It was an early evening in mid-September. I was home alone. A Friday night, if I remember correctly.

Now there was nothing particularly special about this evening. I was waiting for Shelley to come home from work so we could go out for a delicious meal together. Probably Italian. I don’t remember—I only know that it wasn’t Mexican since the pregnancy robbed her, albeit temporarily, of her passionate love of the melted cheese, tortillas, and chicken combination that had served us so well for years. In its stead, was a seemingly endless love affair with cuisine from the boot-shaped European country.

I’m not complaining … Italy has been good to us. If you can’t say nice things about pizza, then you shouldn’t be allowed to eat. It’s just that I really miss the chips and salsa. It’s nice to go to a restaurant and be immediately treated to a unique blend of tomatoes and jalapenos—along with some tortilla crisps. It’s a lovely gesture and puts me in a very jolly mood. I like to think the salsa is made with a recipe that has been preserved for generations through a series of arduous and seemingly impossible circumstances that challenged the very existence of this little bowl of chunky goodness now placed before me for dipping.

You’d think a baby would be into that sort of thing, but whatever. I’m not the one growing a human life in my torso.

But I digress …

On this nondescript evening of the ninth month of the year, I was at home waiting for my beautiful spouse to arrive for an evening of non-Mexican food and a guaranteed designated driver. That’s one of the perks of being the male half of a pregnancy. “Should I have another glass of wine? Booyah, Shelley’s got the keys!” Of course, most people who know me realize that I’m passed out under the table singing songs about my childhood dog, Princess, after a few sips of a Mambo Taxi. Still, since Shelley can’t partake in the spirits, it was good to know that I could be extra spiritual for the two of us.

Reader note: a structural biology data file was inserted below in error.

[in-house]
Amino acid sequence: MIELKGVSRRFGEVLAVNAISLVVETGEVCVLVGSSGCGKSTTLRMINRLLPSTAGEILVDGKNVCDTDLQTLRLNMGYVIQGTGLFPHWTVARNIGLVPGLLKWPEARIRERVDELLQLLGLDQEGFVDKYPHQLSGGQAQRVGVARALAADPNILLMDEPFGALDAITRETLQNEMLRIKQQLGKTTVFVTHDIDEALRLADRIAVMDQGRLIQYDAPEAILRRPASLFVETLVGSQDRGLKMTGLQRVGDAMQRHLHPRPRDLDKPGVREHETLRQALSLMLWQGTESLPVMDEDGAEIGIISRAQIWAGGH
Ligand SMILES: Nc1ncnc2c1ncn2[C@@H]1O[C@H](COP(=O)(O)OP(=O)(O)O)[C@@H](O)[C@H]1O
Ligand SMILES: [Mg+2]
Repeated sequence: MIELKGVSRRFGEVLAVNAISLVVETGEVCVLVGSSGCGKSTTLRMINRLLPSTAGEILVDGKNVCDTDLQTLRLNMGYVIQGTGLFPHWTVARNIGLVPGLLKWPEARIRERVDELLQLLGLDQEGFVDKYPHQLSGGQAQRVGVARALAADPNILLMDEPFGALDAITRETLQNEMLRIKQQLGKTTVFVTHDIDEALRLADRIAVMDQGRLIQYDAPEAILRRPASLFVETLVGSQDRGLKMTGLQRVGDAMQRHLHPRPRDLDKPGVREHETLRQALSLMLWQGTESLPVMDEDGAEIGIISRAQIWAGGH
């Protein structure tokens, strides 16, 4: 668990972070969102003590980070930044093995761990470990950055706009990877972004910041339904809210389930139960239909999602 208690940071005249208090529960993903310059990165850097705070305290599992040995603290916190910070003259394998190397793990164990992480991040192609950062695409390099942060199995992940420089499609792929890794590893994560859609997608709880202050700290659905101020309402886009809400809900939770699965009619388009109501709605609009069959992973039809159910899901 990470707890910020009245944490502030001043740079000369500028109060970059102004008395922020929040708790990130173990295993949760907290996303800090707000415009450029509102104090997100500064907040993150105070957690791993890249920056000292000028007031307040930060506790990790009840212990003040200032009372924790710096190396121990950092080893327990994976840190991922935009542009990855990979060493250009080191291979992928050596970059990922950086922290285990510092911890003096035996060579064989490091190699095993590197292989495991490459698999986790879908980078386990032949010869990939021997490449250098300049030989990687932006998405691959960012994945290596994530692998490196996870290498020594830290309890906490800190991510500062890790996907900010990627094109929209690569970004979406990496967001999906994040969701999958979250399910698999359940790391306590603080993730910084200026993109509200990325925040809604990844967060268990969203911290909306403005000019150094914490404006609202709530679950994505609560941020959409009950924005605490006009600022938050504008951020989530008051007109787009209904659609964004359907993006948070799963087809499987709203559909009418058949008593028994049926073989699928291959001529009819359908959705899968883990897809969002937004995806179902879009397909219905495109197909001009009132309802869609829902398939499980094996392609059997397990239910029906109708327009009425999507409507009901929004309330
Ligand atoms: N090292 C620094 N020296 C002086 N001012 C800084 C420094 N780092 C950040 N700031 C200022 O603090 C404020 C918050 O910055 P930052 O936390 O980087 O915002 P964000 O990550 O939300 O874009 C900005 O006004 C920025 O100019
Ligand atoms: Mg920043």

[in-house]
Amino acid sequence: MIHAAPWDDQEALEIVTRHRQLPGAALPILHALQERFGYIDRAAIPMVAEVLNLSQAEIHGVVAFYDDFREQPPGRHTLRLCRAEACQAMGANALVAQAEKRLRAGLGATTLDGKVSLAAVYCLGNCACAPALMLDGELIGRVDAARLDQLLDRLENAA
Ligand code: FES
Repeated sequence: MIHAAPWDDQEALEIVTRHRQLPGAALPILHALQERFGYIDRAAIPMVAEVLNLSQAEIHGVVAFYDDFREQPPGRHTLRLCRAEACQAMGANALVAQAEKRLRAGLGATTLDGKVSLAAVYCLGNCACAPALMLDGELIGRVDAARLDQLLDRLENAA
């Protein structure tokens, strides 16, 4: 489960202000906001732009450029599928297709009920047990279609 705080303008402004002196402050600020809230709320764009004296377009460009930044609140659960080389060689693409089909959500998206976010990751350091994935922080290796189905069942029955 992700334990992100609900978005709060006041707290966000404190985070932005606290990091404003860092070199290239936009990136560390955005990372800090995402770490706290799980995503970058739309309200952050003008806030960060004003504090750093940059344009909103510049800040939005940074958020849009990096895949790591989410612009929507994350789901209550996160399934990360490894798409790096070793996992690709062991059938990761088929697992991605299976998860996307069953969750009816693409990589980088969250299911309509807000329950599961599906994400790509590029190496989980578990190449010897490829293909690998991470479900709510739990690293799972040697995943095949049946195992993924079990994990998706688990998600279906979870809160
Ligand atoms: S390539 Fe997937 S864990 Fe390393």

But, again, I digress …

I remember very little about this quiet Friday night at Casa de Boudreau … but the fact that it was a Friday meant that I had a soccer game the next day. This means that I needed to throw my uniform into the washing machine. As an aside… when I have a few sips of Mambo Taxi in me, I sometimes joke that Shelley is “my own personal washing machine”, but she really doesn’t get as much a kick out of it as I do. It’s pretty funny, though. Well.. the delivery is key I suppose. Blogging doesn’t allow for me to really sell it. Trust me… comedy gold.

But anyway…typically, I would be throwing both our uniforms into the wash since it is our co-ed team of four years that plays on Saturdays. But since our little bundle of Boudreau has come into existence, it has transformed our star player into our number-one fan. I know it’s been really hard for Shelley to sit on the sidelines week-after-week following years of never missing a minute of the action—but she still never misses a game. And I, we … well, everyone on our team never has a moment go uncheered or uncelebrated. She’s as valuable off the field as she is on it. That’s nice. She really is quite a spectacular woman. I miss playing with her too. She’s also quite cute in that uniform.

Again with the digressing …

Friday night. You know the setting.

So I head to the laundry room to find my uniform in the delightfully smelling basket of used clothing and undergarments. And that’s when it happened.